Apple's senior vice president of industrial design Jonathan Ive is prepared to work hard to create the illusion of simplicity.
The Daily Telegraph has published a rare interview with the UK-born designer.
As well as design, the report looks at the intensely protective way Apple treats its more senior executives, and the company's seeming desire that its business leaders share no information about themselves as personalities.
"It is the sort of instruction normally given before an audience with the Pope, or even Cherie Blair, rather than a chat with a designer at a computer company," writes David Derbyshire.
Ive seems to see design as an extension of corporate responsibillity: "It's sad and frustrating that we are surrounded by products that seem to testify to a complete lack of care," he said.
"One object speaks volumes about the company that produced it and its values and priorities," he added.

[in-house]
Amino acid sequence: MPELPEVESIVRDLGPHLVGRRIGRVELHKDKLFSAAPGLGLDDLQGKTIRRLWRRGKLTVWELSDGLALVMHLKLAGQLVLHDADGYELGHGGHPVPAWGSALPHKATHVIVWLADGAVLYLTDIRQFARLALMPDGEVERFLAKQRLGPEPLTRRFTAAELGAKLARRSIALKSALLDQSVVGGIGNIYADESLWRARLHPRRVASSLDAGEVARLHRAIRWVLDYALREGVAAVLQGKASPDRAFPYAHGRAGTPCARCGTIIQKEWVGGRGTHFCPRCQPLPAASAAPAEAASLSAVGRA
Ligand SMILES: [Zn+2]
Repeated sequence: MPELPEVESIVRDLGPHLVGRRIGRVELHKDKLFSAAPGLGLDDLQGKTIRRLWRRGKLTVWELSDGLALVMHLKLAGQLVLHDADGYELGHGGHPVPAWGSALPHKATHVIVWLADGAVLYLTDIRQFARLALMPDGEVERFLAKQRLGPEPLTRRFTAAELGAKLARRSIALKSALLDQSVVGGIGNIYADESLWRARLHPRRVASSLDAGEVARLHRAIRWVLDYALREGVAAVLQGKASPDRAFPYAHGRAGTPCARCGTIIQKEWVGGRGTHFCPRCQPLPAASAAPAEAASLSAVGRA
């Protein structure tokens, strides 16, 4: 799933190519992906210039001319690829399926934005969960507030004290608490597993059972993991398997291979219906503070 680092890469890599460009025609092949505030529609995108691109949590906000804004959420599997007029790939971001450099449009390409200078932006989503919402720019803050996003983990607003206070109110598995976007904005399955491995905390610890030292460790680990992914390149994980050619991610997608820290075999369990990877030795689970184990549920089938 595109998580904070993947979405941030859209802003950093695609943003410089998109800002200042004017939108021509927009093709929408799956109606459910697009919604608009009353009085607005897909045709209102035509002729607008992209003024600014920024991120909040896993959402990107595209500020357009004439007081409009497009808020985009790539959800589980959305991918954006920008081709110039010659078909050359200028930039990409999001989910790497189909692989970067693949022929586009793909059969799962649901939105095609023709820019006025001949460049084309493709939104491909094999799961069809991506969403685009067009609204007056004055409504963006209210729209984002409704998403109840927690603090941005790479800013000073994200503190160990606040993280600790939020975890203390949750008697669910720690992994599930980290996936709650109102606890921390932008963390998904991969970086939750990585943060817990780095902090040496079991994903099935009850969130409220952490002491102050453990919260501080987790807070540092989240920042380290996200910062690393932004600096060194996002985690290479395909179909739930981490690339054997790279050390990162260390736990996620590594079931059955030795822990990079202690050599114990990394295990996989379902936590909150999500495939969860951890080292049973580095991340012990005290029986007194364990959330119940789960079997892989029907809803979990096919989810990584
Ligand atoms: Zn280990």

The designer relates some of the features of the new iMac G5 - its easy-to-move screen, its power status light, and the magnetic remote control, and explains the hidden complexities that go into creating such seeming simplicity.
"Even the material for the metal base was specially designed so that the machine did not slip when the screen was being tilted back," the report adds.
The interview also reveals Ive to be a soft-spoken 38-year old music fan who drives an Aston Martin. Ive also still gets a thrill when people approach him to talk about how an iPod changed their music life.